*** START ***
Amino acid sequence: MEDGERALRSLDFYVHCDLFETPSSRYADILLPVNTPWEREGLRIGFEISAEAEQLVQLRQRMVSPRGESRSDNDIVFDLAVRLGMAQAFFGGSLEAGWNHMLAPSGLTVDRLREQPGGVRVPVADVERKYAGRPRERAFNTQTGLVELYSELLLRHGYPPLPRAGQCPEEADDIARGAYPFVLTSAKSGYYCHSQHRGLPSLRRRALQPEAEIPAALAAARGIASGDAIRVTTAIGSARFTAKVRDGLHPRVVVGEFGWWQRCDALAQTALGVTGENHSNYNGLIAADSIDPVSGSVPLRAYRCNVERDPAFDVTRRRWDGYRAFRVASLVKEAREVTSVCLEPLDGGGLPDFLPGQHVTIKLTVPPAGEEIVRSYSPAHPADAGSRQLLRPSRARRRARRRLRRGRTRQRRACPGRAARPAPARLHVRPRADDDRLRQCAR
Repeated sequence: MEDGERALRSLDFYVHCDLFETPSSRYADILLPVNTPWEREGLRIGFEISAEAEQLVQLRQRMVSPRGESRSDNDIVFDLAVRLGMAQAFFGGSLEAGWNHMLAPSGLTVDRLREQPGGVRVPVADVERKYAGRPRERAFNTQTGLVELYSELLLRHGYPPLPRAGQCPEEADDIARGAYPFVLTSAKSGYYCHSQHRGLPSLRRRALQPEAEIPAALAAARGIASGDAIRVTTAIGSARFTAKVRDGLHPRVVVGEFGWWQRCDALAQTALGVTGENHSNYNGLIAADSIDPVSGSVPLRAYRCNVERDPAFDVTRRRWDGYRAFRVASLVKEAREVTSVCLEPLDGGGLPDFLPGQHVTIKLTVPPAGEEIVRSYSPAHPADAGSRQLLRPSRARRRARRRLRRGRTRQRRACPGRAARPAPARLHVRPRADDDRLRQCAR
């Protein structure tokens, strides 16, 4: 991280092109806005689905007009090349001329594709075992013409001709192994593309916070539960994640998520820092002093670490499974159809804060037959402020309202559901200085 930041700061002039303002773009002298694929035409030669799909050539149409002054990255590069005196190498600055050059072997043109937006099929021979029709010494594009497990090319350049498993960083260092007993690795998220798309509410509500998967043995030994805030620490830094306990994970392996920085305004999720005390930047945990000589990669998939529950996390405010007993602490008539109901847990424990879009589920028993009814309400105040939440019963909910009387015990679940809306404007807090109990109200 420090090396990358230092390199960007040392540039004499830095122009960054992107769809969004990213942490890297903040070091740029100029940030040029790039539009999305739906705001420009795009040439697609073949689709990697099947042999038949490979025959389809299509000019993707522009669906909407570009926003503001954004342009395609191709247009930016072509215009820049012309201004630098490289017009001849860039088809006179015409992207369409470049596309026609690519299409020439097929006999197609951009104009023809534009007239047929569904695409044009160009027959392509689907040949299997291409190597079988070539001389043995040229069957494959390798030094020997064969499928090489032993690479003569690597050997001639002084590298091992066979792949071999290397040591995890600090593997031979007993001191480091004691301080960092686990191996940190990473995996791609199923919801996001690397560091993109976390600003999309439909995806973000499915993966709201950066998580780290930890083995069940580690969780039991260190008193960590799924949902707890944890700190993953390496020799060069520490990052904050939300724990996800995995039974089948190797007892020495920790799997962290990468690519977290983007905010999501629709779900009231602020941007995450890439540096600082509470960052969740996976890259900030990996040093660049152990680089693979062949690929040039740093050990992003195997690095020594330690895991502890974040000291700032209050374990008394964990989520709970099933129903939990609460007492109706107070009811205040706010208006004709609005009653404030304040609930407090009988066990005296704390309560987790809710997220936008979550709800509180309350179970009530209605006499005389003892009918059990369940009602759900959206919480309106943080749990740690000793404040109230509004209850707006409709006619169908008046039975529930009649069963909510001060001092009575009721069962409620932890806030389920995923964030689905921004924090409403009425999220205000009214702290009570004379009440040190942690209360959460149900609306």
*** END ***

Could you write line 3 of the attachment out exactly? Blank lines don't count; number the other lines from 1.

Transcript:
């Protein structure tokens, strides 16, 4: 991280092109806005689905007009090349001329594709075992013409001709192994593309916070539960994640998520820092002093670490499974159809804060037959402020309202559901200085 930041700061002039303002773009002298694929035409030669799909050539149409002054990255590069005196190498600055050059072997043109937006099929021979029709010494594009497990090319350049498993960083260092007993690795998220798309509410509500998967043995030994805030620490830094306990994970392996920085305004999720005390930047945990000589990669998939529950996390405010007993602490008539109901847990424990879009589920028993009814309400105040939440019963909910009387015990679940809306404007807090109990109200 420090090396990358230092390199960007040392540039004499830095122009960054992107769809969004990213942490890297903040070091740029100029940030040029790039539009999305739906705001420009795009040439697609073949689709990697099947042999038949490979025959389809299509000019993707522009669906909407570009926003503001954004342009395609191709247009930016072509215009820049012309201004630098490289017009001849860039088809006179015409992207369409470049596309026609690519299409020439097929006999197609951009104009023809534009007239047929569904695409044009160009027959392509689907040949299997291409190597079988070539001389043995040229069957494959390798030094020997064969499928090489032993690479003569690597050997001639002084590298091992066979792949071999290397040591995890600090593997031979007993001191480091004691301080960092686990191996940190990473995996791609199923919801996001690397560091993109976390600003999309439909995806973000499915993966709201950066998580780290930890083995069940580690969780039991260190008193960590799924949902707890944890700190993953390496020799060069520490990052904050939300724990996800995995039974089948190797007892020495920790799997962290990468690519977290983007905010999501629709779900009231602020941007995450890439540096600082509470960052969740996976890259900030990996040093660049152990680089693979062949690929040039740093050990992003195997690095020594330690895991502890974040000291700032209050374990008394964990989520709970099933129903939990609460007492109706107070009811205040706010208006004709609005009653404030304040609930407090009988066990005296704390309560987790809710997220936008979550709800509180309350179970009530209605006499005389003892009918059990369940009602759900959206919480309106943080749990740690000793404040109230509004209850707006409709006619169908008046039975529930009649069963909510001060001092009575009721069962409620932890806030389920995923964030689905921004924090409403009425999220205000009214702290009570004379009440040190942690209360959460149900609306």